Thinking retirement: When, where and why?

The period between Dec. 1 and Jan. 3 is when the largest number of federal workers choose to retire. Timing it right means they can carry over the  maximum amount of unused annual leave, get most or all of any January pay raise, and save on taxes in many cases.

But equally important for many is what next? Is there life after retirement? Does staying put or relocating make the most sense? While your income will likely go down in retirement, moving to a more tax-friendly state could increase the cash value of your annuity.

And there might be less snow to shovel.

At lunch earlier this week I talked with a long-time, recently retired fed who lives in the high-tax Maryland suburbs of Washington, D.C. He’s thinking about moving, maybe to Delaware, or North or South Carolina, largely because of their state tax policies. Like most people he picked a specific date to retire but his next step is whether to move or age in place.

Have you thought about where you will live in retirement, where you don’t want to live, like maybe your current home state? Do you live in a high tax state like New York, Massachusetts or Maryland? Have you checked out states with no sales or income taxes? Some don’t tax retirement benefits, others don’t tax Social Security benefits.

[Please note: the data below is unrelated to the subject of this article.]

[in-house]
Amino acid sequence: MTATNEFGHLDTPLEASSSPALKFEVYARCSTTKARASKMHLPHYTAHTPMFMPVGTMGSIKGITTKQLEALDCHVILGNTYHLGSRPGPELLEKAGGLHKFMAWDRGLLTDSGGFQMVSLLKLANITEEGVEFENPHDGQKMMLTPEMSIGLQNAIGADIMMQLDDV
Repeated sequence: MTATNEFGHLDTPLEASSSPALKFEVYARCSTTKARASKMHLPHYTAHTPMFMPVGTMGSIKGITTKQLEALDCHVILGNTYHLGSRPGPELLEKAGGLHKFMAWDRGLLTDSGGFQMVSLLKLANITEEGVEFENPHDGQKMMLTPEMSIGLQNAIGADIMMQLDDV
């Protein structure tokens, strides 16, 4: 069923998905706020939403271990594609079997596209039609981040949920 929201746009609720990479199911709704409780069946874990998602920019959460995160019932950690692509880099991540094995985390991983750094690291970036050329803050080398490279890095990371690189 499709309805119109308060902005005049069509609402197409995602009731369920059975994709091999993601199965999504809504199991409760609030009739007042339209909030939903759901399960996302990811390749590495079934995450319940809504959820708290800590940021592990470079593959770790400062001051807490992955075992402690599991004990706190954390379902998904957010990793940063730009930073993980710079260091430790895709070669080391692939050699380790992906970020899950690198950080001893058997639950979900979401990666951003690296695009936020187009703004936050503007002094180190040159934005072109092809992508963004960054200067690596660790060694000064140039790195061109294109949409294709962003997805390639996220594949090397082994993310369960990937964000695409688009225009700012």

Why do so many feds, from President Donald Trump on down, change their legal residence from New York to Florida, or even New Jersey?

How much will your income drop going from work to retirement? When will you need to tap your Thrift Savings Plan account to make ends meet? Will you need it to fill in the gap between salary versus annuity, or is it something you hope to leave, in whole or part, for the kids?

For many under the Civil Service Retirement System program, with its more generous annuity, money in the TSP is icing on the cake. For a majority of people under Federal Employees Retirement System, now the majority of all working feds, the TSP is an essential part of the package which includes the government annuity, Social Security and the TSP.

When in doubt, ask Tammy Flanagan. Many feel she wrote the book on federal retirement planning. She was a long-time fed and now operates her own fee-for-service business. Best of all, she’s our guest today at 10 a.m. EDT on our Your Turn radio show. The show is archived on our website so if you can’t catch it live on or on 1500 AM in the Washington, D.C. area, you can always listen later and pass it along to a friend or coworker. Why listen? This is what Tammy says:

“Why do many federal employees have a difficult time knowing if they can afford to retire?

“There are three parts to FERS which means feds have to understand decisions that can impact the value of Social Security, FERS retirement benefits and withdrawal options of the TSP. That’s a lot to understand. They don’t know how much these benefits will be taxed: FERS has a small tax-free component, and is otherwise taxed as ordinary income (IRS Publication 721). Retirees file a W-4P for federal withholding and they can generally set up state tax withholding after their claim is adjudicated by the Office of Personnel Management.